were three or four tiers high and in bad weather the hatches were
battened shut. The smell after being at sea for over a week was
like an open cess-pool. Passage to America, Terry Coleman, page
Additional clearances were affected on the Ardnamurchan Estate,
.with an aggregate of about 3,000 acres, was divested
of tenants (sixteen)
.When cast adrift, most of them were assigned
an acre each on the rough lands of Sanna and Portuairk
James Riddell was the proprietor responsible
he divested of people and placed under sheep included Laga (eight
tenants) and Tarbert (four). Stories of the Highland Clearances,
Alexander Mackenzie (1883), Lang Syne Books P106
1854 The miners at Strontian attempted to bring an action
against the Mining Company arising from some of the inadequate workplace
practices in existence which had been highlighted at an inquest
three years earlier. See Court Records. John Dye
Archibald Macdonald of Gaskan was charged with stealing timber for
firewood at Gorten. See Court Records. John Dye
Clark's Pirn Mill at Salen was burnt by fire and the housekeeper,
Mrs Agnes Torrance lost all her possessions in the conflagration.
See Court Records. John Dye
The emigrant went steerage in a sailing vessel, fare £3.10s
and the passage usually four to seven weeks. Those on a Cunard Steam
Packet, paid £25.00 and took twelve and a half days. Passage
to America, Terry Coleman, page 18. The biggest emigrant ships
carried a thousand steerage passengers, and most of the deck space
was kept not for them, but for the few cabin passengers. Passage
to America, Terry Coleman, page 20.
Some Moidart tenants sailed to Port Philip, Victoria,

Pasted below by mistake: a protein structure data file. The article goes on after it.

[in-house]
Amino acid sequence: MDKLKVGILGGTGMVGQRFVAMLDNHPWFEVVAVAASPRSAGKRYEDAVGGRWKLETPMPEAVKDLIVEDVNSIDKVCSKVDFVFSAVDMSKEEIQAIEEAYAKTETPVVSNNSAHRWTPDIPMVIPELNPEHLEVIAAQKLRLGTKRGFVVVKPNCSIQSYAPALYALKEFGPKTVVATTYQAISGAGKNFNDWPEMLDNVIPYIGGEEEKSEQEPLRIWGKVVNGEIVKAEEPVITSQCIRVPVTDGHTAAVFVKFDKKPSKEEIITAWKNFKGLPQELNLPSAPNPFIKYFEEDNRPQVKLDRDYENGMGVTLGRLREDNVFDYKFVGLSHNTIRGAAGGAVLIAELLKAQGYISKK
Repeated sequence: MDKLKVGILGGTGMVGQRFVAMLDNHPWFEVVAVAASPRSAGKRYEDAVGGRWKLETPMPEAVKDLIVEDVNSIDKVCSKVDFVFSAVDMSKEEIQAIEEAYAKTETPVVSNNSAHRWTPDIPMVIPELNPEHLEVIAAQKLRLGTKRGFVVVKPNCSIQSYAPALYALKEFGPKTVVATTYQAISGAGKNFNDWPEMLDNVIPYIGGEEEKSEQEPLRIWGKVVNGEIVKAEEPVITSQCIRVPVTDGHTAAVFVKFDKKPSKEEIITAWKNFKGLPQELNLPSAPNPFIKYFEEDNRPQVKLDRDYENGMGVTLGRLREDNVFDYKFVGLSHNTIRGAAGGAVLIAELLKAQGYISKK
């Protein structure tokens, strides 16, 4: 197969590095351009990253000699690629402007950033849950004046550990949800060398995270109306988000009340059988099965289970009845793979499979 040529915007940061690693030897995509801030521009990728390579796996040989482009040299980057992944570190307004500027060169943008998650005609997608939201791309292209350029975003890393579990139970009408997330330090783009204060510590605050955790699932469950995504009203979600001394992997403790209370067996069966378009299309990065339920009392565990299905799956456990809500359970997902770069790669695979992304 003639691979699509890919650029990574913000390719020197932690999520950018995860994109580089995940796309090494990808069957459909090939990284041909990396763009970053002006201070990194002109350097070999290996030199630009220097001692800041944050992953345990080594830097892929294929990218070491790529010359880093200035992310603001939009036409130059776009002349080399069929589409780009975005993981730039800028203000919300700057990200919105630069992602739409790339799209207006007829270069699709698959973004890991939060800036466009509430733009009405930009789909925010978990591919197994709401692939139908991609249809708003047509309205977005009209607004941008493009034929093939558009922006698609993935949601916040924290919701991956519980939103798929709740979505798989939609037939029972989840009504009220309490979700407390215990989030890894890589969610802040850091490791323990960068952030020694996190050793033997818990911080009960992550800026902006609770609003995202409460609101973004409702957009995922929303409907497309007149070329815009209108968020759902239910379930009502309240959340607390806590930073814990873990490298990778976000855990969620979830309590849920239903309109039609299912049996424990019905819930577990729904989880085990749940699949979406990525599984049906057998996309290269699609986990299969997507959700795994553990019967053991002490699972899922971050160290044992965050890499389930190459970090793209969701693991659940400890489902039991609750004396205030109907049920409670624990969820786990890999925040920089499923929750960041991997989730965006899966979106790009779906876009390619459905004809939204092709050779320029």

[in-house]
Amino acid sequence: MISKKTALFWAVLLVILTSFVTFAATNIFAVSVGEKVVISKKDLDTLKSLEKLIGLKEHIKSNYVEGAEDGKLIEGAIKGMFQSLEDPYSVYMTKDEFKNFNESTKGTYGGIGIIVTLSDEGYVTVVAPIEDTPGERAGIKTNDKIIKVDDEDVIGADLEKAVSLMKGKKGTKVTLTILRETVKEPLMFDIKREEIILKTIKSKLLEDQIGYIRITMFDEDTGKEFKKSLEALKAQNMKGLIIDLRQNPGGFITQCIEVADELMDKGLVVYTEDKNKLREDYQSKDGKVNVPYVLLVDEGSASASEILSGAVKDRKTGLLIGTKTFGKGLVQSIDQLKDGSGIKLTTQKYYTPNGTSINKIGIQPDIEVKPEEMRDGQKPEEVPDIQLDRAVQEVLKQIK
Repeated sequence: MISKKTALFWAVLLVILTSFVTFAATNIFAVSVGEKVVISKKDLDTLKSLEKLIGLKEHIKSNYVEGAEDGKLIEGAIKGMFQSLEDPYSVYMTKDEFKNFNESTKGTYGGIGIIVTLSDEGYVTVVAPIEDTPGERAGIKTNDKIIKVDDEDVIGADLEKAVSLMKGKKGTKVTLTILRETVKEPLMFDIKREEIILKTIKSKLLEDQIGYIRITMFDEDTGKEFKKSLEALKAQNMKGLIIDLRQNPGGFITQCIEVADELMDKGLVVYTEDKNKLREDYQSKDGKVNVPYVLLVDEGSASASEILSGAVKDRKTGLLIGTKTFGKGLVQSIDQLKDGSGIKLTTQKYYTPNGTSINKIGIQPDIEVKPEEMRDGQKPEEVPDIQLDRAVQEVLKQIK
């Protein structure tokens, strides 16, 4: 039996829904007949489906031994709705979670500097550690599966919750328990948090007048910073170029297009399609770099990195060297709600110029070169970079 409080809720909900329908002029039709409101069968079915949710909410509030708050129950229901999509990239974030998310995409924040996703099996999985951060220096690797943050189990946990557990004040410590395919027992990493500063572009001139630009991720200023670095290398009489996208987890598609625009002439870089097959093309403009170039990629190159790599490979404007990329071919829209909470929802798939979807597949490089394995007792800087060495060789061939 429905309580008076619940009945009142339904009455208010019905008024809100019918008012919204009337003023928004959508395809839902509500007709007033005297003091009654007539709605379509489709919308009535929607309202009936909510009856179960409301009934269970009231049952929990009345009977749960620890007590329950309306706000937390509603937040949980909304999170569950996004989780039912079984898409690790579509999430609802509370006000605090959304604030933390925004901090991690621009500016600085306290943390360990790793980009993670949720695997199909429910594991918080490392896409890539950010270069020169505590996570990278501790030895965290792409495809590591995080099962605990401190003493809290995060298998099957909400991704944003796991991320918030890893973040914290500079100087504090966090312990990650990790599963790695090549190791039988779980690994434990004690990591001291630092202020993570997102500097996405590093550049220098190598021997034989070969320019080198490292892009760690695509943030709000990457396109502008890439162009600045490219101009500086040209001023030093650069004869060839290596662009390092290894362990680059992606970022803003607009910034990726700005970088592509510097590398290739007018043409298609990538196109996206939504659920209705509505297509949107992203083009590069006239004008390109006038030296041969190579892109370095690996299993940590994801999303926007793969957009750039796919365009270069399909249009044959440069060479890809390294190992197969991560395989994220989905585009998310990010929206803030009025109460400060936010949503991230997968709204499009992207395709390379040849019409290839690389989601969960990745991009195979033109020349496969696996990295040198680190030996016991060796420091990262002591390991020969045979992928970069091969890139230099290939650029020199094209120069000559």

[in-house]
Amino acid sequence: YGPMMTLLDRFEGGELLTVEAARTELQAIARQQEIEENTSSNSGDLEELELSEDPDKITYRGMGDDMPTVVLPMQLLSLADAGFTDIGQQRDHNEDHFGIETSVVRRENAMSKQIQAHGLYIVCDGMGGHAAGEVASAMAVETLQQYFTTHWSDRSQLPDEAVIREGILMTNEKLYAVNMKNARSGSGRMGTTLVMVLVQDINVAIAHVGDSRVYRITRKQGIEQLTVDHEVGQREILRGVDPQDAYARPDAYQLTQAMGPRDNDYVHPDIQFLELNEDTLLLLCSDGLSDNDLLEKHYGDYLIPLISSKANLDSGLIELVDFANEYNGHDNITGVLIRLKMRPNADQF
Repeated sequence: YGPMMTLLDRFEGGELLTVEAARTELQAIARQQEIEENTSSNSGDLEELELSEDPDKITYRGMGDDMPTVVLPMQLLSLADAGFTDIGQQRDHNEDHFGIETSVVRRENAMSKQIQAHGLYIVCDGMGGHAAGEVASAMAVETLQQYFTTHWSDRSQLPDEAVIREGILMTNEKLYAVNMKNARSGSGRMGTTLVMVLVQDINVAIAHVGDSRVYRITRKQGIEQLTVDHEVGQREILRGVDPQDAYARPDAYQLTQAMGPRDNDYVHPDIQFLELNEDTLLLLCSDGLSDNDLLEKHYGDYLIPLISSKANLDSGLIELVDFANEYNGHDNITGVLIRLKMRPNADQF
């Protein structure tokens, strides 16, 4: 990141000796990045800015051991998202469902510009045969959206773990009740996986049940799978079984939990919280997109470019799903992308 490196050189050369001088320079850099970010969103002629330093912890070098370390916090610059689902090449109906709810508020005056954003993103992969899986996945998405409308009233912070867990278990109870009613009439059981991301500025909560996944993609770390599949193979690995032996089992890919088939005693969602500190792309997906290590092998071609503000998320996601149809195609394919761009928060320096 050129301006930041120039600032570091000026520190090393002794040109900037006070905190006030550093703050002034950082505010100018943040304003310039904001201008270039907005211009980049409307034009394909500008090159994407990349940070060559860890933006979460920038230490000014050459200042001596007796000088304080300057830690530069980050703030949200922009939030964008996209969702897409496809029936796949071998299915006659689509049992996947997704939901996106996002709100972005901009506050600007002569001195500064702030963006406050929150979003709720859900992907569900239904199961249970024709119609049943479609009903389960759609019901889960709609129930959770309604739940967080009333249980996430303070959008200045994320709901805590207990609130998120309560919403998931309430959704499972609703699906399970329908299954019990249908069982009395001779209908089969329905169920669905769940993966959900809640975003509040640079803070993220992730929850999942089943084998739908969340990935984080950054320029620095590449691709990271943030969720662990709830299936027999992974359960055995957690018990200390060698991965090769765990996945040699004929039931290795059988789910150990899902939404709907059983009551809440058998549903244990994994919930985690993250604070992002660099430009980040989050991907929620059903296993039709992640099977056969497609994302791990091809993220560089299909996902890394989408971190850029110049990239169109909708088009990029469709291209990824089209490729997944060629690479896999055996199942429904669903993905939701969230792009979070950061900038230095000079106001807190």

on the ship Allisonin 1852, and more on the Hornet
in 1854, but documented numbers were small. The greatest concentration
of Catholic highland settlers was at Little River, thirty miles
from Melbourne, and also at Belmont, a suburb of Geelong. Father
Rankin made Little River his home from 1857. Moidart families were
still also taking the traditional emigration route to America after
the Famine, one group reaching Giants Lake, Guysburgh, Nova Scotia
about 1848, and another, which included Lochshiel tenants, sailing
in 1850. Moidart Among the Clanranalds p 223 Charles MacDonald,
Ed John Watts
1854 Alexander Stewart, late tenant of Glenforslan, purchased
Glenuig from Dr Martin. Moidart Among the Clanranalds p2o4 Charles
MacDonald, Ed John Watts
1854 Crimean War.
1855 Lochshiel estate sold to Hope Scott for £24,000.
Moidart Among the Clanranalds p220 Charles MacDonald, Ed John
1855 Just after Rankin left for Australia, in the same year
(1855) that the estate was bought by Hope-Scott of Abbotsford (James
Hope added to his name on marrying Sir Walter Scott's granddaughter),
the chapel was described as 'a miserable thatched edifice, destitute
of everything befitting the service of religion.' Rankin's successor
the Rev. Hugh Chisholm described work being carried out at Langal
in 1855: 'Gillespie Ban commenced to thatch the Vestry Nov. 15th
- Finished it the following morning. The work was done gratuitously
except what it cost me in whisky.' Catholic Chapels of Moidart
and Glenfinnan, by Alasdair Roberts
1855 The Derry Castle took some folk from Drumsallie to Portland
Bay, Victoria. John Dye
1856 Ann Cameron at Shielfoot died eight days after childbirth.
See Court Records. John Dye
John McPhail, the apprentice to the blacksmith at Bridgend Strontian
was accused of injuring Allan Tolmie, the Minister's young brother
during a bit of horseplay which got out of hand. See Court Records.
John McPhail, the blacksmith's apprentice in trouble again, this
time together with Ewen Young assaulting Charles Cameron at Strontian
because they were aggrieved that he had outbid them at the sales
for a grinder. See Court Records. John Dye
Inman took over the United States mail contract. His ships were
all iron-hulled screw ships, unlike the paddle-wheel, wooden Cunarders.
He and is wife made one voyage to see how the discomforts of an
emigrant ship could be made more bearable. Although not luxurious,
it is true to say (as he did himself) that he carried emigrants
in "so much shorter a period and in so much better a way"